Dead fashionable; Goth, that most unloved of youth cults, is back in style. A new book celebrates its history. Music, film and TV have been under its spell for years. Now the world of fashion has joined them. RYAN GILBEY takes a journey on the dark side
Source: Independent – London
Publication date: 2002-08-22
http://– BROKEN URL yellowbrix.com -/pages/newsreal/Story.nsp?story_id=32341922
Goth is back. What – again? Yes, again. But then, it never really goes away, does it? Unlike punk, which becomes more diluted with each supposed comeback, Goth is magically insulated against fickle consumer trends. Admittedly, it has a good few hundred years’ advantage over punk. But the manner of the various Goth revivals in recent times has been strikingly consistent. Goth will tend to shrink into the background for a few years, biding its time until another morbid fashion collection, or another vaguely spooky hit movie or TV show, supplies the host on which it can piggyback into the limelight again. The last time that Goth spilt over from specialised enclaves (S&M dungeons, Cure conventions) into mainstream culture was roughly five years ago. Goth-inflected graphic novels such as Hellboy and the recently filmed From Hell had begun flying off bookshop shelves. The fashion industry swooned to the dark romance of Alexander McQueen. There was a brief horror movie revival, led by the blood-spattered postmodernism of Scream. And, most significant, there was the body-piercing revolution that has by now perforated a generation. And now, Goth is back.
The piercings didn’t go away, and perhaps their general acceptance owes something to the fact that suburban parents have other things on their minds: when the six o’clock news is warning that your children are using their dinner money to buy cheap Es outside the school gates, eyebrow-rings and nose-studs will always be small potatoes. The modern manifestations of Goth do rather tend toward the benign. Even dear old Marilyn Manson is, as his friends keep attesting, just a gentle giant, a big silly, beneath the freak- show slap.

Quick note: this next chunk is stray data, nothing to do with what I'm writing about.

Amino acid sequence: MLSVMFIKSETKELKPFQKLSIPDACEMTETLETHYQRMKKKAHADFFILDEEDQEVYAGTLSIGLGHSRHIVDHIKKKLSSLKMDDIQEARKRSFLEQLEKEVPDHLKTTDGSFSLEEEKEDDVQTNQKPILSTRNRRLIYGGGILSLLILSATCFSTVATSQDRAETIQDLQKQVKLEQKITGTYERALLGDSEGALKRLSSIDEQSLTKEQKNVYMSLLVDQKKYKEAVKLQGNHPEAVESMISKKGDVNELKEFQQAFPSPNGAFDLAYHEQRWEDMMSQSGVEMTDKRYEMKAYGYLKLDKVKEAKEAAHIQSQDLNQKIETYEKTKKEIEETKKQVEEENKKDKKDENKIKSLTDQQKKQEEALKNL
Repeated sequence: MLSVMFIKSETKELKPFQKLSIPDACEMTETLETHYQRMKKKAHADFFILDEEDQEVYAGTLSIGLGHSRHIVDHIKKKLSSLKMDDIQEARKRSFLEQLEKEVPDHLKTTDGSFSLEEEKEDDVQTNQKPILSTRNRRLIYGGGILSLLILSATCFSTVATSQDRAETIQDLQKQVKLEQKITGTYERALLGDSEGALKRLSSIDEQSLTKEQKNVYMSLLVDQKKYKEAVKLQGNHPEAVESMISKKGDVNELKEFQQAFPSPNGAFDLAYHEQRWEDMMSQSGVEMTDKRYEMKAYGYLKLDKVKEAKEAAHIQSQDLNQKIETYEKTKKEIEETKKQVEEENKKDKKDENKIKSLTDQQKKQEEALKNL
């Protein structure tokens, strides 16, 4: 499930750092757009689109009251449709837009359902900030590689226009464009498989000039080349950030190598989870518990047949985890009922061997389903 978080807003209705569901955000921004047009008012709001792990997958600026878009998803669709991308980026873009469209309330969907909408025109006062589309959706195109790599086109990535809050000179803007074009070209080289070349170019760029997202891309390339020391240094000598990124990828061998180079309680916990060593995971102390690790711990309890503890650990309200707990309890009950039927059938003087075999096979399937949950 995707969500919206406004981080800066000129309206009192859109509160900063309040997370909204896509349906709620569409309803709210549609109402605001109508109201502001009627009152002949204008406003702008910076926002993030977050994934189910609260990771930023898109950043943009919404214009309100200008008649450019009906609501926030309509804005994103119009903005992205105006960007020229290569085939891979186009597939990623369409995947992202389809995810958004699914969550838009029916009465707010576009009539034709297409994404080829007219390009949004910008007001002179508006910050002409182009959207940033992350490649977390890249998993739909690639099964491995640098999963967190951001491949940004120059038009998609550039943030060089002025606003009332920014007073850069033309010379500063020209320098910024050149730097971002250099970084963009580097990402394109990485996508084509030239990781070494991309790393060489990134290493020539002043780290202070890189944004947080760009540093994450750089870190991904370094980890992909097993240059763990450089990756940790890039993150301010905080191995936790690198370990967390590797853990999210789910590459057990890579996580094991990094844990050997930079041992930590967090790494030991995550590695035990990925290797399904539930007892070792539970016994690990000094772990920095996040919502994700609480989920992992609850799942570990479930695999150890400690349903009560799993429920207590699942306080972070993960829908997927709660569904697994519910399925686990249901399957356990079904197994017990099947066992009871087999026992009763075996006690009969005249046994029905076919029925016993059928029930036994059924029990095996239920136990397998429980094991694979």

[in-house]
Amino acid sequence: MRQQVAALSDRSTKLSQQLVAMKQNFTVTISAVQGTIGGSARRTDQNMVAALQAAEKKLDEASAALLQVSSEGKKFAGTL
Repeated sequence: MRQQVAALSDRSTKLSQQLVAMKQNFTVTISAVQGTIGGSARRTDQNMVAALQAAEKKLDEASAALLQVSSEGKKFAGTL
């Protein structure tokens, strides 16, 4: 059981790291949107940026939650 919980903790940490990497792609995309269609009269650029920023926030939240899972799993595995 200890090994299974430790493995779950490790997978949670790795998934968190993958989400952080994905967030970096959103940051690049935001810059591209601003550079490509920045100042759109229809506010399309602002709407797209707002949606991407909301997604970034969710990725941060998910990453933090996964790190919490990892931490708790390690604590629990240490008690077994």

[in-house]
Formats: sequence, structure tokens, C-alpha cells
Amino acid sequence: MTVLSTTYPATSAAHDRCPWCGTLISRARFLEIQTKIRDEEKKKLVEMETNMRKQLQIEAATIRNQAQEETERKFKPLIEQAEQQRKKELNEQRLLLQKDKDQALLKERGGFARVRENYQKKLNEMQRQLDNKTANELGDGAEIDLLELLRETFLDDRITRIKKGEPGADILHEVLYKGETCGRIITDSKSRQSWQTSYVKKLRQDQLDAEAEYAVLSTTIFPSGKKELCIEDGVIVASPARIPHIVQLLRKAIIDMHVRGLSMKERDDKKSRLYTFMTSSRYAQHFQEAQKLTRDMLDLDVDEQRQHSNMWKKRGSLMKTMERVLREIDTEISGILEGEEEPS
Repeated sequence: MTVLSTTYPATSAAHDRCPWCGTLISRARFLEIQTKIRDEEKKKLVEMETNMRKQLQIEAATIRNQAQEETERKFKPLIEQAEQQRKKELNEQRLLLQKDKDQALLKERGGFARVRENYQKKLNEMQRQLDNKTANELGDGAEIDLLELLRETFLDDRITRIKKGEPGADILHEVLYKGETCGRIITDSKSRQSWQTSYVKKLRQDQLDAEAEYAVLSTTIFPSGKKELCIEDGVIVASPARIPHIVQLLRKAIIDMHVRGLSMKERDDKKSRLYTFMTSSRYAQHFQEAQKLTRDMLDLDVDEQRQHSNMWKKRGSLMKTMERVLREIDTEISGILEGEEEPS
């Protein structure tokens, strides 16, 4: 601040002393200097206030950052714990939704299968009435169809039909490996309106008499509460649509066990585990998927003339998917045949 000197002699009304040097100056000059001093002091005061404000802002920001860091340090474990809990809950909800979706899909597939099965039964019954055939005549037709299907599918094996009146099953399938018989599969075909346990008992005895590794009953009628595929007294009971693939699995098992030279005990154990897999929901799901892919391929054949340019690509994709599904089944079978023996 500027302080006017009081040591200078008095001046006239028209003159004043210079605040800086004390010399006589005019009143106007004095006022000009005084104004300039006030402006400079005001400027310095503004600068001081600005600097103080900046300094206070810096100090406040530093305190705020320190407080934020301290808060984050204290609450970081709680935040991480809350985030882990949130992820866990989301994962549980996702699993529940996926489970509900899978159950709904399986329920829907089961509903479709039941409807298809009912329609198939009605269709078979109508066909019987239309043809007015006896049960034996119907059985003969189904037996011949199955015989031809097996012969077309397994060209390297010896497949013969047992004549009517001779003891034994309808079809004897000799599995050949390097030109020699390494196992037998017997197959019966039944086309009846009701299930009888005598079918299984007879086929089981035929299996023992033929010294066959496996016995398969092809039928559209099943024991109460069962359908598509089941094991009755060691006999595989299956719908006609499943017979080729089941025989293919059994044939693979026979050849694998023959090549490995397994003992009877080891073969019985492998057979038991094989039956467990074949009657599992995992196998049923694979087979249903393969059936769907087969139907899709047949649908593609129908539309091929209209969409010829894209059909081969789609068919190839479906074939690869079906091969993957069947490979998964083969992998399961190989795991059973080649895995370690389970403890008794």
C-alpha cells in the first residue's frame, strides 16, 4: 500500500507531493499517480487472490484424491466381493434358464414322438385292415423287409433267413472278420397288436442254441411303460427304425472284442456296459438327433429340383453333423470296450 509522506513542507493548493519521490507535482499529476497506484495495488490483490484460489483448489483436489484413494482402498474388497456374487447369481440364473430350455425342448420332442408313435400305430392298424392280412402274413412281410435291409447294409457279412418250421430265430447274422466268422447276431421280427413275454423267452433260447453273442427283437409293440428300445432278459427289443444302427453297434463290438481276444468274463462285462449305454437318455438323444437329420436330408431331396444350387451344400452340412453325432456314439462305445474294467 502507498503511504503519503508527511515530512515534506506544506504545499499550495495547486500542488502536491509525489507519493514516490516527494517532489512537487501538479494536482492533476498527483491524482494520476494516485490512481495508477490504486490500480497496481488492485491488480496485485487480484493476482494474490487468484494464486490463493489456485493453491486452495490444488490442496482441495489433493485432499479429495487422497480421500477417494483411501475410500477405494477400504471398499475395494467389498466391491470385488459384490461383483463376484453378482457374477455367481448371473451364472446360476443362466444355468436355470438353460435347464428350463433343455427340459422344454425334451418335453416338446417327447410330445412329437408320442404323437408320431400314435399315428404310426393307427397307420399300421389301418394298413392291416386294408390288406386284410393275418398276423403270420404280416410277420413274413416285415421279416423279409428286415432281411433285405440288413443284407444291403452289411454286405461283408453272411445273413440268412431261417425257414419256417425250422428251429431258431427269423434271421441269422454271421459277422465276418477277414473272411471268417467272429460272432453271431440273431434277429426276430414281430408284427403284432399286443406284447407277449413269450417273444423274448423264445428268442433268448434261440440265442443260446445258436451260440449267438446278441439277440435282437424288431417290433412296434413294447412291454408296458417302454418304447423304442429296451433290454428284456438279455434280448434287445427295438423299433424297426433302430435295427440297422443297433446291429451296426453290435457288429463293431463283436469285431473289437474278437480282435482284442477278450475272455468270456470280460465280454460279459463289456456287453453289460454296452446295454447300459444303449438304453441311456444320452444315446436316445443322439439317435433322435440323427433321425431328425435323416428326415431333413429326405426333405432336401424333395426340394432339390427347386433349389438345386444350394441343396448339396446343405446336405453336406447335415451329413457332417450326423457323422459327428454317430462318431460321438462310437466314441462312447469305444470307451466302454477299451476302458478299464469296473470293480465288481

The Gothic genre has mutated in the past 20 years to incorporate anything that strays even partly into the territory of horror.
The newest supposed Goth revival is predominantly fashion-led. The Gucci catwalk in particular was a funereal march of supermodels with dark-circled eyes, crosses nestling in their bony cleavages, black robes bound in a darkly sexual way around their bodies. It seems that black, for once, really is the new black.
It’s fun to be swept along by fashion-industry prophecies, which are, after all, self-fulfilling: they tell us what sort of person these lines are pitched at, and we buy the clothes, hoping to fit the bill. But does that really constitute any kind of revival? People are wearing black. People are thinking about death. In 2002, it must surely take more than that to merit the Gothic stamp.
Perhaps it is my inbuilt dread that makes me want to deny the movement’s predominance. For this particular Goth-intolerant sceptic, each impending revival ushers forth a real-life Groundhog Day. The Goths I met at college always seemed spectacularly pointless creatures. In Gavin Baddeley’s new book Goth Chic – about which I would be brutally dismissive, were Baddeley not a devout Satanist capable of administering a curse that would force me to write the angling column on The Chippenham Argus for all eternity – the author notes that Goth is “the only youth cult with a literary and artistic tradition all of its own”.
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